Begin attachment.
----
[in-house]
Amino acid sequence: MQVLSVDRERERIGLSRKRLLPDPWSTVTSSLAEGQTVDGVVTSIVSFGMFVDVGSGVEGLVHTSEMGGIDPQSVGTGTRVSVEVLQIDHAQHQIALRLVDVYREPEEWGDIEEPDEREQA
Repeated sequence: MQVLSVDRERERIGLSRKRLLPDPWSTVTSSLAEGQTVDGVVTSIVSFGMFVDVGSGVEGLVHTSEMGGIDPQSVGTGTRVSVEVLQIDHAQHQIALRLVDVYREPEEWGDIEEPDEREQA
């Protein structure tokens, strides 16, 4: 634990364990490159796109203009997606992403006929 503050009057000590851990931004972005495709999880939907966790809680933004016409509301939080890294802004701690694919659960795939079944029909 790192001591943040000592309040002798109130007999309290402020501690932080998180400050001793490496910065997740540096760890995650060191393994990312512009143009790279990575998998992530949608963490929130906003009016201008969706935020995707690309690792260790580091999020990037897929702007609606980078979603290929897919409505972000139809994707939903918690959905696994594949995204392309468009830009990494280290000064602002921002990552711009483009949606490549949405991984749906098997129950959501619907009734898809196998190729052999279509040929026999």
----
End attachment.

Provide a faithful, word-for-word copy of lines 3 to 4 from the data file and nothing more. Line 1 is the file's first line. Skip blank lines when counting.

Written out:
Repeated sequence: MQVLSVDRERERIGLSRKRLLPDPWSTVTSSLAEGQTVDGVVTSIVSFGMFVDVGSGVEGLVHTSEMGGIDPQSVGTGTRVSVEVLQIDHAQHQIALRLVDVYREPEEWGDIEEPDEREQA
């Protein structure tokens, strides 16, 4: 634990364990490159796109203009997606992403006929 503050009057000590851990931004972005495709999880939907966790809680933004016409509301939080890294802004701690694919659960795939079944029909 790192001591943040000592309040002798109130007999309290402020501690932080998180400050001793490496910065997740540096760890995650060191393994990312512009143009790279990575998998992530949608963490929130906003009016201008969706935020995707690309690792260790580091999020990037897929702007609606980078979603290929897919409505972000139809994707939903918690959905696994594949995204392309468009830009990494280290000064602002921002990552711009483009949606490549949405991984749906098997129950959501619907009734898809196998190729052999279509040929026999």